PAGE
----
by Brian Hioe

Photo Credit: Brian Hioe

DESPITE HEAVY rain, wind, and cold, several hundred migrant workers and supportive Taiwanese activists marched today from the Ministry of Labor close to the Dadaocheng area in western Taipei, past Taipei Main Station, and towards the Presidential Office. After assembly in front of the Ministry of Labor at 12:30 PM, workers set out at approximately 1:30 PM, and finally arriving at Ketagalan Boulevard around 2:30 PM, which is presently waded off by extensive police barriers that Taiwanese media has labelled “the largest restricted area in Taiwanese history”. There, migrant workers held a rally in front of the barriers blockading the Presidential Office. Migrant workers and other demonstrators were likely in the range of between 300 to 500 individuals.

Demonstrators in front of the Ministry of Labor. Photo credit: Brian Hioe

The migrant workers’ demonstration was not directly related to current labor demonstrations against the Tsai administration’s planned labor law changes, but is a yearly migrant workers’ demonstration historically organized by the Taiwan International Workers’ Association, probably Taiwan’s most significant migrant workers’ advocacy organization. Many of the labor groups present at the demonstration have also been instrumental in organizing demonstrations against labor law changes, as is also the case with many of the participant NGOs in the migrant workers’ demonstration today, including Taiwan’s oldest LGBTQ organization, the Taiwan Tongzhi Hotline, Covenants Watch, which was formed to monitor cross-strait agreements between Taiwan and China.

Migrant workers included nationalities ranging from Indonesian workers, Vietnamese workers, Filipino workers, Hong Kong workers, Korean workers, and others. As a result, the rally featured multiple languages as part of the MCing, and speeches in multiple languages. Apart from speeches, a musical performance in Indonesian took place, as did performances about the plight of migrant workers. Large puppets and drums were also part of the demonstration, and a sculpture of Taiwan was also carried by workers. One of the large puppets was later filled with the ballots from the recent migrant workers’ referendum on issues facing migrant workers.

Photo credit: Brian Hioe

In particular, migrant workers demand that domestic workers and caregivers are also included under the Labor Standards Act, that the current broker system is abolished and that the government promotes direct hiring of migrant workers, that migrant workers in Taiwan can freely transfer to new employers when they desire to, that there are no limitations set for working periods in Taiwan, and that non-citizens should have some policy making right.

Migrant workers in Taiwan have long called for an end to the current broker system in which employment brokers act as middlemen who arrange for transportation to Taiwan and employment for migrant workers, seeing as this allows brokers to impose high fees at every stage of the employment process. Migrant workers thus hope for direct hiring practices to be instituted, that they have more freedoms in switching employers, and that they do not have restrictive limitations on their terms of employment. However, while the Tsai administration has vowed to take action to better the situation of migrant workers, it has refused to dismantle the broker system, claiming that there is still the market need for such a system.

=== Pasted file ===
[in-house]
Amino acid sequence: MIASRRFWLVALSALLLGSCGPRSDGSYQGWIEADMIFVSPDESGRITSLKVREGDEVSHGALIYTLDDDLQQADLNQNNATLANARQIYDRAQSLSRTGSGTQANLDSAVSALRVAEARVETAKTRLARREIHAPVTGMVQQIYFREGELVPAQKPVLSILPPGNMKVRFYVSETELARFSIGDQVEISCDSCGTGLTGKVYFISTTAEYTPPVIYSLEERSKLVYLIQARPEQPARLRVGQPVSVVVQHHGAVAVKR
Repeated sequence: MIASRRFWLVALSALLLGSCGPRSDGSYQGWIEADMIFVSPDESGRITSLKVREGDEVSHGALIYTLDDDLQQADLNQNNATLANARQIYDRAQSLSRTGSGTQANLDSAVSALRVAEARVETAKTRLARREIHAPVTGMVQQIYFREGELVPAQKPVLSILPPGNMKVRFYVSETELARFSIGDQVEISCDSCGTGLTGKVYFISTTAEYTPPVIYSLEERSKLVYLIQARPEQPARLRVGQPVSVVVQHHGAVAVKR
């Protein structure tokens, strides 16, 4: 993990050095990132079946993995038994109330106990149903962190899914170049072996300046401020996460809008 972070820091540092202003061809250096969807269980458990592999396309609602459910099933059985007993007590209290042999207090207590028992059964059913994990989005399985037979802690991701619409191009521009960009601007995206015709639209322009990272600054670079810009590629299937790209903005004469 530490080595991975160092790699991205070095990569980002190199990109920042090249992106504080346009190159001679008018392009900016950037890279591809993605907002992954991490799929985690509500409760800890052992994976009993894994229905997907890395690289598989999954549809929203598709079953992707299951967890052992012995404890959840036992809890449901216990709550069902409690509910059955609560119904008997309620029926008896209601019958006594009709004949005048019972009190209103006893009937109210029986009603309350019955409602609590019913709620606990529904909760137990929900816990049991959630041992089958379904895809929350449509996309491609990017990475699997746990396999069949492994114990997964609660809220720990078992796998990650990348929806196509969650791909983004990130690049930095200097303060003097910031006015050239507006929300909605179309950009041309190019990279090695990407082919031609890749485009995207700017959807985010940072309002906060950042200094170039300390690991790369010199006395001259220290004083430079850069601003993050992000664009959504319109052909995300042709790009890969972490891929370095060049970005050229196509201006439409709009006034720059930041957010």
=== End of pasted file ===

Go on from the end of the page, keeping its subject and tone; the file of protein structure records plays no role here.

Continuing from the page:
Giant puppets during the march. Photo credit: Brian Hioe

As for the demand that non-citizens have policy-making rights in Taiwan, which was the theme of this year’s demonstration with the slogan “Recognizing Non-Citizens”, although this is a growing demand among migrant worker organizers and Taiwanese migrant worker NGOs, it is unclear what this would mean. An outright expansion of the definition of citizenship is an idea unlikely to gain traction among the public at large or politicians, but migrant workers and supportive Taiwanese labor unions, and supportive Taiwanese labor NGOs likely hope that migrant workers can have say in policy that affects their livelihoods in Taiwan. Though uncommon, some countries do, in fact, grant voting rights to non-citizens based on residency, usually at local levels of government, so that could be a potential precedent.

Nevertheless, it also should be kept in mind that, as the Tsai administration is fond of touting, one in ten Taiwanese children in elementary school and middle school has a foreign born mother, pointing to significant intermarriage between Taiwanese and Southeast Asian migrant workers, and that this will change the demographic composition of Taiwan’s next generation significantly. At the same time, however, migrant mothers are frequently left in limbo, because citizenship laws for migrant mothers leave them at the mercy of their spouses in cases of domestic abuse or can otherwise trap them in in legal limbo regarding citizenship or regarding visitation rights for their children.

Photo credit: Brian Hioe

Along the lines of this demand for an expansion of political decision-making rights to non-citizens, rally today also made the demand that Chinese students and international students be included in Taiwan’s National Health Insurance, it having previously been an object of controversy among post-Sunflower Movement activists and society writ large about whether Chinese students should be included in “National” Health Insurance seeing as Taiwan is still under the ROC framework and treating Chinese students separately raises political questions about the relation of Taiwan and China. Although the phrasing of the demands largely avoided the question of Taiwan’s sovereignty regarding Chinese students, since the Taiwanese labor movement has traditionally viewed issues of identity as a distraction from labor issues, the demands were critical of attempts by the government to impose higher tuition or higher insurance fees on international students to use them as a cash cow and demanded broader inclusivity into Taiwan’s social welfare system. This demand was not touched on during the demonstration itself, however.